Wednesday, January 14, 2009

 

When a Workplace Skips a Generation

There's a fairly wide, if shallow, literature out there on different generations in the workplace. It's often fun to read, if of limited usefulness. This week I finally realized what's missing.

What are the effects when a workplace skips a generation?

In the community college world, this seems distressingly common. In discussion with a contact at another cc this week, where the same phenomenon holds, I realized that the reasons for the gap are more complicated than I had initially thought.

At its core, of course, is the huge burst of hiring in the late sixties and early seventies, followed by decades of severely restricted hiring. Combine that with a tenure system, salaries based on seniority, pension benefits based on seniority, and a relative lack of alternatives for many employees after a given number of years, and you get serious stasis.

Perversely, the explosion of antidiscrimination law and litigation made it even worse. In order to avoid litigation, many public (and presumably some private) institutions started hiring according to pretty rigid 'point' systems. Applicants get so many points for degree level, years of experience, and the like, with interviews going to the top point-getters. When experience is valued linearly – when the marginal point value between years fifteen and twenty is the same as the marginal point value between years zero and five – this amounts to a perfectly legal form of reverse age discrimination. My contact mentioned that her college actually did some hiring about ten years ago, but nearly everybody hired at that point was in their late forties or higher. They scored the most points.

(My proposal for valuing experience: value the first few years quite a bit, then apply the law of diminishing returns. This is consistent with peer-reviewed studies of the effects of experience on effectiveness.)

In the last three years – ending quite abruptly this Fall – there was a hiring boomlet, with a cohort evenly divided between the fiftysomethings and the twentysomethings. Now with the latest freeze, I don't expect another cohort to come in for several years at least.

So on both campuses, there's a huge cohort of fifty-and-up, and a small cohort in its twenties. The thirty- and forty-somethings are rare birds. Thirty- and forty-somethings with children are even rarer.

I've heard of similar patterns happening in certain boom-and-bust industries, like energy. When hiring happens in bursts, with long troughs in between, it's easy for a generation to get skipped.

The effects strike me as generally negative. (And that's without even addressing the issue of fairness to the cohort for whom opportunities were few and far between.)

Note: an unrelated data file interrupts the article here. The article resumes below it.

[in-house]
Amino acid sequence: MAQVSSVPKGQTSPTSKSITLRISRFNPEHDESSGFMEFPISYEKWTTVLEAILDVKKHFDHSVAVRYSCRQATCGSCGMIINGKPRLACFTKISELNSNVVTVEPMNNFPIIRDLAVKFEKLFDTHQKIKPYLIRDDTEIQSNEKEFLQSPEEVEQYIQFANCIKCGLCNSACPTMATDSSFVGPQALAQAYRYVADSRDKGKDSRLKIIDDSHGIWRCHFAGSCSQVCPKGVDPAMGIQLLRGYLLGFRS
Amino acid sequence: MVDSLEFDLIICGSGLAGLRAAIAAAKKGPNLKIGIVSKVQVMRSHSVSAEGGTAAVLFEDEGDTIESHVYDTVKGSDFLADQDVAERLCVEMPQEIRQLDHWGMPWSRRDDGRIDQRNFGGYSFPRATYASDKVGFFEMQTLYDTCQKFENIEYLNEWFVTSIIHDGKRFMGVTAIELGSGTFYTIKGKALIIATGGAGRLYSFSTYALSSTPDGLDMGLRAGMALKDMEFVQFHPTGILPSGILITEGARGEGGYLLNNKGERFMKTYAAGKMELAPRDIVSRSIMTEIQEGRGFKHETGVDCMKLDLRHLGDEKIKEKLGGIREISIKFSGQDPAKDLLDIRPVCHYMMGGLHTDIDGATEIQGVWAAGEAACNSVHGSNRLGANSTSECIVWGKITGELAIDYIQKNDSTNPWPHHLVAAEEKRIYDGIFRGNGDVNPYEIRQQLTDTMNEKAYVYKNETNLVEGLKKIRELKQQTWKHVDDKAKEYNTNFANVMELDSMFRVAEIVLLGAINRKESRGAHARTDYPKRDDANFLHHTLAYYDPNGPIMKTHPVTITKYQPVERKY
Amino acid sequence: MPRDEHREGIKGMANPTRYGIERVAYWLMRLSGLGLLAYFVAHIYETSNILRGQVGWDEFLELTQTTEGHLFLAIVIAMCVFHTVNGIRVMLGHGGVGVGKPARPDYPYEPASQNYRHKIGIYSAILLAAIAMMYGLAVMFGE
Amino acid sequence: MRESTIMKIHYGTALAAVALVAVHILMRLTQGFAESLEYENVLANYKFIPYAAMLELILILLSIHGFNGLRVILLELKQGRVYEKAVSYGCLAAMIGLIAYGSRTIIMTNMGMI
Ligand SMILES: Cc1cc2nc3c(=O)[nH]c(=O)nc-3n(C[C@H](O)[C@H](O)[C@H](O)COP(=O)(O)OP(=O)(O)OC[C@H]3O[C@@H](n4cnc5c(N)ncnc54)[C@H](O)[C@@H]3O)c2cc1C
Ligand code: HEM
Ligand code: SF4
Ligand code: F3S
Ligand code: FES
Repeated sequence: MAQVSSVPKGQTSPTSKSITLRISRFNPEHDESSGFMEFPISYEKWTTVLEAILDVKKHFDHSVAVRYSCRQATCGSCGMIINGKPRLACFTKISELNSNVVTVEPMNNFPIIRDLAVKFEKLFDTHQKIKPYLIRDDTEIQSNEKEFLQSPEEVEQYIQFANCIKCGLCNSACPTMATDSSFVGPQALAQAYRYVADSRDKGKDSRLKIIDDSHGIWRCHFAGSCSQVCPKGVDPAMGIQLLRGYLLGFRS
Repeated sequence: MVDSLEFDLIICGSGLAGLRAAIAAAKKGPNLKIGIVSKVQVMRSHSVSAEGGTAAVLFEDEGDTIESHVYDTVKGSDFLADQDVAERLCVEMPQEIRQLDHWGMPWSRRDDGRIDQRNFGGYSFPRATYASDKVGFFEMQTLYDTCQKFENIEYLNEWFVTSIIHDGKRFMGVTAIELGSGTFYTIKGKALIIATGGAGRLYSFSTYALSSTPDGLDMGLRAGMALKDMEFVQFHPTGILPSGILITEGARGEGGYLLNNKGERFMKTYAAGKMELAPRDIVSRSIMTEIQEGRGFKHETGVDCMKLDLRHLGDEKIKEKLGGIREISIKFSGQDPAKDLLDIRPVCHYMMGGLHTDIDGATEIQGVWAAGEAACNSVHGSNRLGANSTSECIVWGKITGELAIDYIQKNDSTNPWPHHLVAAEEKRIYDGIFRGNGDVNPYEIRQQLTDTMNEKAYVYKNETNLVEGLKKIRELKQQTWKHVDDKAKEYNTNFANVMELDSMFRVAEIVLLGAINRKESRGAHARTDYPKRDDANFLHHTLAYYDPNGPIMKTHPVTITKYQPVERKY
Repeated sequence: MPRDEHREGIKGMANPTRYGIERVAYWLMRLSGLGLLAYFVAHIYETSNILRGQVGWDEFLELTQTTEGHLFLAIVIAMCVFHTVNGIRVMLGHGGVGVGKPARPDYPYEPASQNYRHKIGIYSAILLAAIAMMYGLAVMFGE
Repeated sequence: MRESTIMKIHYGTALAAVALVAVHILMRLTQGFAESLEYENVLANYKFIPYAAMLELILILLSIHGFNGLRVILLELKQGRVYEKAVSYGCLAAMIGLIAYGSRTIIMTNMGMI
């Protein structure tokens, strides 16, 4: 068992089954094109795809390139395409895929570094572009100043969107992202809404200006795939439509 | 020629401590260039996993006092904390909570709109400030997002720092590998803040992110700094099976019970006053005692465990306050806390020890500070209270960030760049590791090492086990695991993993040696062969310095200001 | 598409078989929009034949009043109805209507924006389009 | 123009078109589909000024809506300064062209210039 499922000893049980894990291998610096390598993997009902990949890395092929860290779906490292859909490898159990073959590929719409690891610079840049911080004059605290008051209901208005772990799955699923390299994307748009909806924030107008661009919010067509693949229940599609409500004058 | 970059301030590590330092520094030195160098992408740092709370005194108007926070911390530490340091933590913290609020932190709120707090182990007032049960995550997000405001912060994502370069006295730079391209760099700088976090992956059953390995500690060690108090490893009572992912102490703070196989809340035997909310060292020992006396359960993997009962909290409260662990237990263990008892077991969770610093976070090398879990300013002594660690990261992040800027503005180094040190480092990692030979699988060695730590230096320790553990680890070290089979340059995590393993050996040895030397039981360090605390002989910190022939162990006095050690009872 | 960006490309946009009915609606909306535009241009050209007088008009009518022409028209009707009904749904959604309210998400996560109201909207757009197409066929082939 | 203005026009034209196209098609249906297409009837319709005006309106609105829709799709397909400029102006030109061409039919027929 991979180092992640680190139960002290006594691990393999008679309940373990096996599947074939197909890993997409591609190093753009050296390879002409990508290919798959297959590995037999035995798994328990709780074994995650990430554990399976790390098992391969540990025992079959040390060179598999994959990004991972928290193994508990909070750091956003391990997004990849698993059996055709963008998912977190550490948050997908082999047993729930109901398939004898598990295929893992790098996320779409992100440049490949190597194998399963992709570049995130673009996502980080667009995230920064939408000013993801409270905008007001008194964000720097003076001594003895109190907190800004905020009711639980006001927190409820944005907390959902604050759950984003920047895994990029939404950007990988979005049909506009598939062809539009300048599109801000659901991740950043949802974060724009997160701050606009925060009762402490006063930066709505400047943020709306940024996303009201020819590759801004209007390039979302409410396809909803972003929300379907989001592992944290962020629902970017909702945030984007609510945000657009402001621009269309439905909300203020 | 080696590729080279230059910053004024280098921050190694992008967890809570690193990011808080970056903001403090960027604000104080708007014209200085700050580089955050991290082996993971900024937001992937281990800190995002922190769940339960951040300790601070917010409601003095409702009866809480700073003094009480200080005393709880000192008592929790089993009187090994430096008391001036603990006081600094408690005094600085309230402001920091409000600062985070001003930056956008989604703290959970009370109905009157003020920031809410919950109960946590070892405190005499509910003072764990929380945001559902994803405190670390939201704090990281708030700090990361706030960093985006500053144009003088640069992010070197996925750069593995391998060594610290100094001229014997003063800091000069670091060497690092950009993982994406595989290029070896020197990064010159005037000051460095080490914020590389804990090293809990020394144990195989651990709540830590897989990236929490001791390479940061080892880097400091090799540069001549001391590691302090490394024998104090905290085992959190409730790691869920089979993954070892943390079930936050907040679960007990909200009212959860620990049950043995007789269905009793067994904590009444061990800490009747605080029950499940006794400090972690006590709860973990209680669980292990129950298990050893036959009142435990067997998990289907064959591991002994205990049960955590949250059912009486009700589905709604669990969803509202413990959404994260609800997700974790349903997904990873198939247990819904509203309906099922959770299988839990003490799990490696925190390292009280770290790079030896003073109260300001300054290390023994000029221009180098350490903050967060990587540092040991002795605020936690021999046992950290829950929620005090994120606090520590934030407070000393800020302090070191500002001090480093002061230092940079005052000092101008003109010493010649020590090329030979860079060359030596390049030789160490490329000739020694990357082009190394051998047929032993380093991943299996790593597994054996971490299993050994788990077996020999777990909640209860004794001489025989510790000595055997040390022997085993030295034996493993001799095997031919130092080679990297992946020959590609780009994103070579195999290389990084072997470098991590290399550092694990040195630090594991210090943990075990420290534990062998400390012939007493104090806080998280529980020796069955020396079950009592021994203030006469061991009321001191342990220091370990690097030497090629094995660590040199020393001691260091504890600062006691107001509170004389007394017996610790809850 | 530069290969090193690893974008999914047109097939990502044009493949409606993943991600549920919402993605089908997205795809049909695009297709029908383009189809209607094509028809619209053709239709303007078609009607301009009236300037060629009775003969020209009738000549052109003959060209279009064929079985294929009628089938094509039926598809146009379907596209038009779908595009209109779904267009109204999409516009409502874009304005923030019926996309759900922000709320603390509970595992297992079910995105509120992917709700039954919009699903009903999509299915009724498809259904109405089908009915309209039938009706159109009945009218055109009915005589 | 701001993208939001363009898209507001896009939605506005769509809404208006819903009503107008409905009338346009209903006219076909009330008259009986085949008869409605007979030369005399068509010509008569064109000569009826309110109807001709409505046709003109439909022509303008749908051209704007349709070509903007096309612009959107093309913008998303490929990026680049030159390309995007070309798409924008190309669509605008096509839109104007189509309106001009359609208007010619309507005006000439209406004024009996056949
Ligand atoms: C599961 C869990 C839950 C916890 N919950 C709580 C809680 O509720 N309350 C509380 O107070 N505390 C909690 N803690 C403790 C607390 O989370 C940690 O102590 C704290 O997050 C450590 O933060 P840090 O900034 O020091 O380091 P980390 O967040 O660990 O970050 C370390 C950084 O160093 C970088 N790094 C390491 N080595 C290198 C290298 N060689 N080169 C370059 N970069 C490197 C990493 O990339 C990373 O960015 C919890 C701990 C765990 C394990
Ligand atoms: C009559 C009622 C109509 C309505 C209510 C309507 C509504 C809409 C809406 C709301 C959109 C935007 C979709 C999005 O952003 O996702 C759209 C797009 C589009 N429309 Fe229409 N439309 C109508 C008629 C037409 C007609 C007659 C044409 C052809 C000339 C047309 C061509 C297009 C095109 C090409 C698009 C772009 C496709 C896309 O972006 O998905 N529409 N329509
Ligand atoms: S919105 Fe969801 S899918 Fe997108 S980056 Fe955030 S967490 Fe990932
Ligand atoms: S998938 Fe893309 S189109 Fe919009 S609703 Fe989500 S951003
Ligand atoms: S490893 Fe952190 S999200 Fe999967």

For one, it wreaks havoc with any serious effort at succession planning. When everybody in a department is counting days until retirement, except the one new 26 year old hire who is focused solely on getting tenure, it's easy to see a leadership crisis in the offing. Even hiring from the outside is tough when the generation skipped was skipped by an entire industry.

It also seems to have negative effects on employee retention. Among my friends from high school, college, and grad school who went on to get doctorates – we're into double digits here – I can only think of two who are still full-time professors. One is looking into administration, and the other is looking actively for an industry job. (Several moved into industry, a few into administration, and the rest just sort of fell off the planet.) At my cc, the retention rate for the few folks of my generation is conspicuously lower than for the group before it and the group after it. The leadership of the campus has noticed it, but doesn't seem to have any serious idea what to do about it. And now that the conversation has shifted from 'hires' to 'layoffs,' this isn't exactly a burning issue. If anything, this group will be among the first to get laid off, sacrificed yet again to the bitch goddess of seniority.

The lack of a peer group makes that sense of 'belonging' much harder to sustain, especially when the huge and immovable group above you has so much history. (I'm told to expect the pace of retirements to slow even more, now that the returns on retirement accounts have turned negative. Swell.) I've even become a sort of unofficial translator for some of my colleagues, making the utterances of two groups forty years apart from each other mutually intelligible. (True example: I had to explain at a recent meeting that current 19 year olds regard email as obsolete. That elicited audible groans from some of the senior folk, who still insist on receiving anything official as hardcopy.) I have literally been stopped in the hallway by senior faculty, asking me to translate something a student said. Nobody in their departments is young enough to do it, so it goes to me by default. Being the Ambassador from Mars doesn't do much to solidify that sense of identification.

Hiring to fill in the gaps is explicitly illegal, given the assumptions embedded in the age discrimination laws. That doesn't help, either.

Wise and worldly readers in similar demographic blind spots – have you found ways of dealing with this? Has your college? I know this isn't a crisis, yet, but I can see one coming down the pike. And the loneliness can get a little wearing.



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